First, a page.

Jo Hunter Adams
I noticed that my usual sense of mild indignation at the "state of the world" is much diminished during these two weeks of fasting. It makes me think of the bumper sticker that reads "If you're not outraged then you haven't been paying attention". My sense is that there's a space for that outrage in short, action-filled bursts, but it's not helpful when it's a low-ebbing sense of frustration.
My perspective on the earthquake(s) in Haiti is also altered by the fact that I haven't seen pictures or read, as I would otherwise have done.
I wanted to share some thoughts I heard on the questions that one sometimes asks when such a huge, inherently unexplainable, tragedy occurs.
1. Asking "why?" is sometimes an attempt to insulate ourselves from recognizing our own vulnerability-- if we can suggest why something happened to someone else, maybe it'll feel less likely that tragedy hit us. But the reality is that hard times will hit all of us, albeit in different ways.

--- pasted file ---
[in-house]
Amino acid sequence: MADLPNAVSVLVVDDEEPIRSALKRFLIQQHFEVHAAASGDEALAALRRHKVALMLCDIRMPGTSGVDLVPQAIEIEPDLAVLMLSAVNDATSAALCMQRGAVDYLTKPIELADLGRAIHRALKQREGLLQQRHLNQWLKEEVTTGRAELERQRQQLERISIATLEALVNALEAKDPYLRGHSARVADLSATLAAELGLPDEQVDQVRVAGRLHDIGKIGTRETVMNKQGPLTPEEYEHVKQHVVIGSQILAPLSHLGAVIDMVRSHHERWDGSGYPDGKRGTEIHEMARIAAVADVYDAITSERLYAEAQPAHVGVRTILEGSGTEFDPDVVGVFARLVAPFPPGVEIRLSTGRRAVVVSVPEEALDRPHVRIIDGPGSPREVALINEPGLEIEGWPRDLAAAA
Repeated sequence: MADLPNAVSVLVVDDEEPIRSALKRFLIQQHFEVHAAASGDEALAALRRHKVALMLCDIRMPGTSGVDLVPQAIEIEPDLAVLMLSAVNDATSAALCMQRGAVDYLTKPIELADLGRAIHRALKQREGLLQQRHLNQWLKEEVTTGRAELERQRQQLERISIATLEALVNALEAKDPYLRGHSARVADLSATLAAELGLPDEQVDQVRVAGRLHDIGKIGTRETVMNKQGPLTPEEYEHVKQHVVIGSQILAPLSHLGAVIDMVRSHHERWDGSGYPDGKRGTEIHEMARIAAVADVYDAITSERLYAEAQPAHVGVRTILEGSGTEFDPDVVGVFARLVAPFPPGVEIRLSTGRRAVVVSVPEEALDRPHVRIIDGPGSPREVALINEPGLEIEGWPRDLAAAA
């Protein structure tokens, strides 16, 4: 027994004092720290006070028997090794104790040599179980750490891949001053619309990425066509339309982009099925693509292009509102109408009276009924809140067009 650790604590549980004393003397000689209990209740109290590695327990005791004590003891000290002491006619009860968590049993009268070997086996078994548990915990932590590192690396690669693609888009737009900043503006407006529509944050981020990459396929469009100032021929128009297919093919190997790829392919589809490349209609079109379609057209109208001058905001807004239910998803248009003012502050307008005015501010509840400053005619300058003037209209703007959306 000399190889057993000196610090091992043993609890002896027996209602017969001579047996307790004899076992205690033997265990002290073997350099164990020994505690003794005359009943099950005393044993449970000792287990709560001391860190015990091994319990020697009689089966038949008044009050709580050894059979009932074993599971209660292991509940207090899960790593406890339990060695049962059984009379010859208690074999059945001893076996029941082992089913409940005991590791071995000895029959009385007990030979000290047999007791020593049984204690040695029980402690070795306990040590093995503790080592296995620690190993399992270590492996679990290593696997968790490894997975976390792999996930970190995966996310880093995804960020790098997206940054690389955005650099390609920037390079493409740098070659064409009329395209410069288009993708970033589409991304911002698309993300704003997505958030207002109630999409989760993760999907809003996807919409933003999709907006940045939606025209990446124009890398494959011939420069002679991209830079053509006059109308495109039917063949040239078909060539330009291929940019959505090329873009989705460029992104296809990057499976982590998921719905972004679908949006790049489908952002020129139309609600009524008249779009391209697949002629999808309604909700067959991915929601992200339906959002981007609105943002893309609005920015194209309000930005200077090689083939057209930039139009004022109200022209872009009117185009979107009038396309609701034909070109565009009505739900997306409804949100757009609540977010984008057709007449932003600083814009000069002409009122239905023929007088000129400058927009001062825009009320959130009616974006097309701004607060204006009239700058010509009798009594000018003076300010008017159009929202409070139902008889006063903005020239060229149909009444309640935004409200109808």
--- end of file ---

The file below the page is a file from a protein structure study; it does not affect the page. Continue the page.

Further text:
2. Asking "why?" cannot lead to anything good (a sense of peace, a sense of how to prevent future tragedy, etc). It'll lead to anything between paralysis and devastating pain.
As such, evil and tragedy are not to be understood, they're to be actively combatted.
Action, in this case, seems to mean prayer, money, and time.